- 1816 - born Macclesfield
- Studied & excelled in sport at Oxford
- 1841 - ordained to a curacy in Exbury
- 1843 - St. Thomas Exeter
- 1844 - Helmingham, Suffolk
- 1861 - Stradbroke
- 1880 - Bishop of Liverpool
- 1900 - Ryle died on 10th June
Church Book Room Press
Chapter 1 - I'll Bless the Heart that Planned
Chapter 2 - The Good Hand of my God upon me
Chapter 3 - The Pen of a Ready Writer
Chapter 4 - The Man Who Could Not Bow
Chapter 5 - His Reek Did Infect All It Blew Upon
Chapter 6 - A Man of Granite With the Heart of a Child
Texts by Ryle
Articles on Ryle
- J. C. Ryle and Comprehensiveness. Churchman article by Peter Toon explaining how Ryle could minister in the Church of England which contained ministers and layman of different views.
Short Biography by David Streater: Ryle and the Church of England
J. C. Ryle was a big man, physically, intellectually, scripturally and spiritually. While it would be wrong to regard him as the foremost evangelical Church of England voice of the nineteenth century, it is nonetheless true that he is probably better known today than any of his peers. Obviously, this is partly due to the continued reprinting of his written works. But the demand for his works continues unabated. The fact is that Ryle, though very definitely a victorian of the Victorians, seemed to be able to leave behind him the verbosity and sentimentality of many of his contemporaries so that his writings still speak today, not only to the older generations, but to younger Christians as well.
Ryle was born in 1816 and died in 1900. His life spanned nearly the whole of that century. Wellington had defeated Napoleon at Waterloo the previous year leaving Europe to enjoy a long period of peace. But it was a time of great change. In Britain, the Industrial Revolution was well under way and railways were opening up the whole country. Abroad, it was a period of intense colonialism. Yet, the greatest changes were to take place in the Church of England.
For three hundred years, the Church of England had been Protestant and did not doubt it. With the advent of the Tractarians, closely followed by Liberalism, largely imported from Germany, the balance of the Church which Cranmer had successfully striven for, and which balance had been maintained in spite of many changes, was now destabilized in a Liberal Catholic direction. The late Gareth Bennett’s accusations levelled at the present authorities are really accusations that the Tractarians should be answering.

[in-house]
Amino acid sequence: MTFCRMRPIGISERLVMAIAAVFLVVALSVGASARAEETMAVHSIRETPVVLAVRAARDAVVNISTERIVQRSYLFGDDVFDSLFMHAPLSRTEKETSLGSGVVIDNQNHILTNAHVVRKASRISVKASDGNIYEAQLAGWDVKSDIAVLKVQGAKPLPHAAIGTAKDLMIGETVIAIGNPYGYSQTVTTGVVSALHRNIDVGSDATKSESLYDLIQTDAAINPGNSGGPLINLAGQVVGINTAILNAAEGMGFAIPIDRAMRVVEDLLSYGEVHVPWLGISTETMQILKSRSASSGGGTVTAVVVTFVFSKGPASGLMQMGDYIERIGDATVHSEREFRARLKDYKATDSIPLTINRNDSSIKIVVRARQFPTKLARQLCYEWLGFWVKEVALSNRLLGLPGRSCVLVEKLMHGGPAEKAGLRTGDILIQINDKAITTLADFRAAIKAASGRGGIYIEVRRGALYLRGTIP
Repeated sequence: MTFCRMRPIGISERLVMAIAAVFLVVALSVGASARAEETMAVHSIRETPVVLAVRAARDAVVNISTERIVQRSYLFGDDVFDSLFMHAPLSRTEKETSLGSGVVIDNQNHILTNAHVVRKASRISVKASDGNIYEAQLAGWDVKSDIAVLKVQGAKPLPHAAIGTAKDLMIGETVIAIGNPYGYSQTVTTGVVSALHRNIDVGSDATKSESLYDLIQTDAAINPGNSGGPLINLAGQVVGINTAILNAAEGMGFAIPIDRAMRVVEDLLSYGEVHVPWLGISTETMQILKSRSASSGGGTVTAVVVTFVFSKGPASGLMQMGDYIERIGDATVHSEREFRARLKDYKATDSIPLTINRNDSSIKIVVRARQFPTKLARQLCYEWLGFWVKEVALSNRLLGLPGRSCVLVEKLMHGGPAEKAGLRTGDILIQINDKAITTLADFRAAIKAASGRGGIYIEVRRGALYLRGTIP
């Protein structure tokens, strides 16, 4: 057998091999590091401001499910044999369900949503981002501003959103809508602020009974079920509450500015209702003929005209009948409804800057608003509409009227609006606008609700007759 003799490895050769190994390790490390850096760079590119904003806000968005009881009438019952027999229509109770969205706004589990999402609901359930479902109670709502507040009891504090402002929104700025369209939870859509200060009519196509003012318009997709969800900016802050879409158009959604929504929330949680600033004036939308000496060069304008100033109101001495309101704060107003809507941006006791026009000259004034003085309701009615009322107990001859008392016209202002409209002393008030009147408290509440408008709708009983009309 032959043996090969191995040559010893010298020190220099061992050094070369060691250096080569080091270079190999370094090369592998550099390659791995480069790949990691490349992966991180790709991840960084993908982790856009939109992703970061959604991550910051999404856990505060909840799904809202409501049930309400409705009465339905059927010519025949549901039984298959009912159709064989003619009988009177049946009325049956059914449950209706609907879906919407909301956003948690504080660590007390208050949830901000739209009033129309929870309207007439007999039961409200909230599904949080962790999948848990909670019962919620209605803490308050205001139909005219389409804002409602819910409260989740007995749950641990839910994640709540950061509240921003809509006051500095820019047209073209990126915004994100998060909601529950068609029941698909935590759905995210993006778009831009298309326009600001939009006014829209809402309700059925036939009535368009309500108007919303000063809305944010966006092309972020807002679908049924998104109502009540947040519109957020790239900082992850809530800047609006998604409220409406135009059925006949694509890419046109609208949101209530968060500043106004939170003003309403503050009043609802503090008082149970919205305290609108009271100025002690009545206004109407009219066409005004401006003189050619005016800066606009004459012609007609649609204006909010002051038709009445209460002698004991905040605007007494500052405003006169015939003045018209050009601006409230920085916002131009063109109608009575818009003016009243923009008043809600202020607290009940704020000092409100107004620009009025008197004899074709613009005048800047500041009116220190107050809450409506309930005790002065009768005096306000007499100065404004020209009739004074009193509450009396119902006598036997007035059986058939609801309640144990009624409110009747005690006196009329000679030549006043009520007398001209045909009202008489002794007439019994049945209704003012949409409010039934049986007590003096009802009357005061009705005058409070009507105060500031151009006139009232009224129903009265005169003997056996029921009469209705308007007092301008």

Ryle came of wealthy parents, not aristocracy, but from the rising class of wealthy merchants. It was a Cheshire family and their money was in banking. Although earlier generations of the family had been affected by the Evangelical Revival, the evangelicalism did not touch Ryle’s own family in his boyhood. His was a nominal Christian upbringing where social respectability was confused with Christianity. He was, like other boys of his class, sent to prep. school at the age of seven. He commented that this was two years too soon and that he had learnt more evil in that time than in all the rest of his life.
From prep. school, Ryle went to Eton, which in spite of its present reputation, was a difficult place for a young boy to cope with. Wellington’s comment that, ‘the battle of Waterloo was won on the playing fields of Eton’ is often misunderstood to refer to the playing of games in a gentlemanly way. At that time before the reform of the English Public School system later in the century, it actually meant the settling of disputes by bare fists! Ryle was not particularly impressed with Eton but in attempting to gain entrance to Oxford. Ryle had to study the Thirty-nine Articles of Religion which was the cause of his attaining clear doctrinal views of the Reformed nature of the Church of England.